Banks remain the dominant source of funding for primary loans, particularly for corporate purchasers. The nature of the acquisition, size of the facility and the identity of the purchaser (especially its credit rating and industry sector) will impact the composition of the syndicate, which will typically feature both local and international banks, particularly in larger cross-border deals. Deals will mostly be arranged and underwritten by banks, with the debt syndicated more broadly post-closing; for leveraged loan transactions, syndication will generally involve institutional investors.
Alternatives to bank finance, such as institutional direct lending, US and European private placements and schuldschein (the German private placement market) have become increasingly popular sources of funding for midmarket and smaller acquisitions. Unitranche facilities, for example, allow institutional investors to lend directly to purchasers and can offer a simpler alternative to the traditional senior mezzanine loan structure by combining senior and junior debt into a single tranche with a blended interest rate. Unitranche facilities are increasingly being used outside the sponsor-led market, as corporate purchasers seek to take advantage of the flexibility the structure can offer.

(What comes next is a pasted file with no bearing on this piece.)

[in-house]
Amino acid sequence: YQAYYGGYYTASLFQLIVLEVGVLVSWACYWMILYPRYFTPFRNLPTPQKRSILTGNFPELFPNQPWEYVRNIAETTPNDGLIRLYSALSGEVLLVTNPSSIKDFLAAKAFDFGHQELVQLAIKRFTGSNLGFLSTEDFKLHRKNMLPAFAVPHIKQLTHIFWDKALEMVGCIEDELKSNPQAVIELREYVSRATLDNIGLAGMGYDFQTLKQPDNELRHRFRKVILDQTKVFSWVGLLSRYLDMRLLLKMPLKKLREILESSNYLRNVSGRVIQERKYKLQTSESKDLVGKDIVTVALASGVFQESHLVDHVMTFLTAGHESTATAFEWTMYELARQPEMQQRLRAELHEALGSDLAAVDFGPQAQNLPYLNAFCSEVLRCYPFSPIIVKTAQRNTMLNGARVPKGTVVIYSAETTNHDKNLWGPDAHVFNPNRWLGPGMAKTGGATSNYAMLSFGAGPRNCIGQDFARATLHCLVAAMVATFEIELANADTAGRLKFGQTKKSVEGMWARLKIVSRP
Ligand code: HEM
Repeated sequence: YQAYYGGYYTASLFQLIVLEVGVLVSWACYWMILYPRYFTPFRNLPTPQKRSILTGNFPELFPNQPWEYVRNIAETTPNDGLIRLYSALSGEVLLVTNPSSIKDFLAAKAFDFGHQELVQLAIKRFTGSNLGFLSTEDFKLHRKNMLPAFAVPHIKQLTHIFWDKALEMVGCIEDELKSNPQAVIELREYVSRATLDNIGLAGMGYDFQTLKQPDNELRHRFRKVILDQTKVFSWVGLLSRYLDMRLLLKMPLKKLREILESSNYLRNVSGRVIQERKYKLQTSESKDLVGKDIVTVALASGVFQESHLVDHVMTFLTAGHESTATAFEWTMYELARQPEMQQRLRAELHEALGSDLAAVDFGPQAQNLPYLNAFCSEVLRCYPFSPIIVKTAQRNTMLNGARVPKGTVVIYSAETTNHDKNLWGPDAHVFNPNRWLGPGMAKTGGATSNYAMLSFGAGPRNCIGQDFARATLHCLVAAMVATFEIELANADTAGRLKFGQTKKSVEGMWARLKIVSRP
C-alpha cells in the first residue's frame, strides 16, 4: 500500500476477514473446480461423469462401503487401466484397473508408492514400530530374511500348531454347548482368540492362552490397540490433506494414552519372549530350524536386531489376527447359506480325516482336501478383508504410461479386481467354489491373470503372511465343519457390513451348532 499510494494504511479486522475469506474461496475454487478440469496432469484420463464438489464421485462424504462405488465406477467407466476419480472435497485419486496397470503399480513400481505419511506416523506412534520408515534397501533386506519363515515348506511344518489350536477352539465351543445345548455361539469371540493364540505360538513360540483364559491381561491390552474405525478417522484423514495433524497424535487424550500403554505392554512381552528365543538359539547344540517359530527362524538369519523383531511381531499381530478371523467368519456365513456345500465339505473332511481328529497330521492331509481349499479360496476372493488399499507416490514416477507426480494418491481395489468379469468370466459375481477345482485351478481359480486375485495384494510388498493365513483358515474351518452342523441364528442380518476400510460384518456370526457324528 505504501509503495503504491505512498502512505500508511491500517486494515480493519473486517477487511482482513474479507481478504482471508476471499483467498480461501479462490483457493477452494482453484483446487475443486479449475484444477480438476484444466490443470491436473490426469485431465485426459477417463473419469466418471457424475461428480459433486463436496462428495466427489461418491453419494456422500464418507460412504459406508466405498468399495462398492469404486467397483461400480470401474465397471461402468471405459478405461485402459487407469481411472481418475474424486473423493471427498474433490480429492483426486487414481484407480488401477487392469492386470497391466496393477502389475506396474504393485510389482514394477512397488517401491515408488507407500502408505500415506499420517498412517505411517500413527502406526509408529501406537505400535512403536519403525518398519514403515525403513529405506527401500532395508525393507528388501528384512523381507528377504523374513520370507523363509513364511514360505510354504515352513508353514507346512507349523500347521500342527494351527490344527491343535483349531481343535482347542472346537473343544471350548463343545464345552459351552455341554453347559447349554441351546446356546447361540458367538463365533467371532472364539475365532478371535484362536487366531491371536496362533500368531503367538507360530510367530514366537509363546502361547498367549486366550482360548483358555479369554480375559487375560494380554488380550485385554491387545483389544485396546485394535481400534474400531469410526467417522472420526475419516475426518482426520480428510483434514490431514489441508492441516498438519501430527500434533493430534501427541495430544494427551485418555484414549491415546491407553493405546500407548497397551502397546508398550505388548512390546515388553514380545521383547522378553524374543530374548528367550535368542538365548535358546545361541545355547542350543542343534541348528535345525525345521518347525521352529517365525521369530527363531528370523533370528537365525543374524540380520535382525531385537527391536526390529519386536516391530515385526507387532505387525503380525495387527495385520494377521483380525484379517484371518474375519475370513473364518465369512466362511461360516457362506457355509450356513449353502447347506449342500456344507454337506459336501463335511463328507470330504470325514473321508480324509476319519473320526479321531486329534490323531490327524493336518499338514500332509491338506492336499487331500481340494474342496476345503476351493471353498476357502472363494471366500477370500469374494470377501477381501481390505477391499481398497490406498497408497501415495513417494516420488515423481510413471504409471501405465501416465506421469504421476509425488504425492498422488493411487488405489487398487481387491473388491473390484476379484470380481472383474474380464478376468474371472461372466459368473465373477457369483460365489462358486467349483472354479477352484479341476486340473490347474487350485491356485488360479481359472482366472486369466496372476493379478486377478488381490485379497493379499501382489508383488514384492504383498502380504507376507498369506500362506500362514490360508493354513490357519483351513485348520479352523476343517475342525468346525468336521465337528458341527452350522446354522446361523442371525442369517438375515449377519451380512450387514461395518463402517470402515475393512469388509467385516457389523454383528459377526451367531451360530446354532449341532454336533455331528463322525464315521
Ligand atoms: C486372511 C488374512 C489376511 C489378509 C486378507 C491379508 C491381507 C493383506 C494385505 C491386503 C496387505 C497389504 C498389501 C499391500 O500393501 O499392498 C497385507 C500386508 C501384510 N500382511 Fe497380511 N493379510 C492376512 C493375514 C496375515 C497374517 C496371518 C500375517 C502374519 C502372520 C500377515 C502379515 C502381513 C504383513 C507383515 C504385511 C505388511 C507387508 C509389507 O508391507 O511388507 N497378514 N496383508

Direct lending products may also feature more prominently in the coming year, especially for companies in the cross-over/leveraged bracket. Many credit funds have significant amounts of capital to deploy and as pricing widens in the leveraged debt markets, there is more scope for these funds to compete directly with the banks.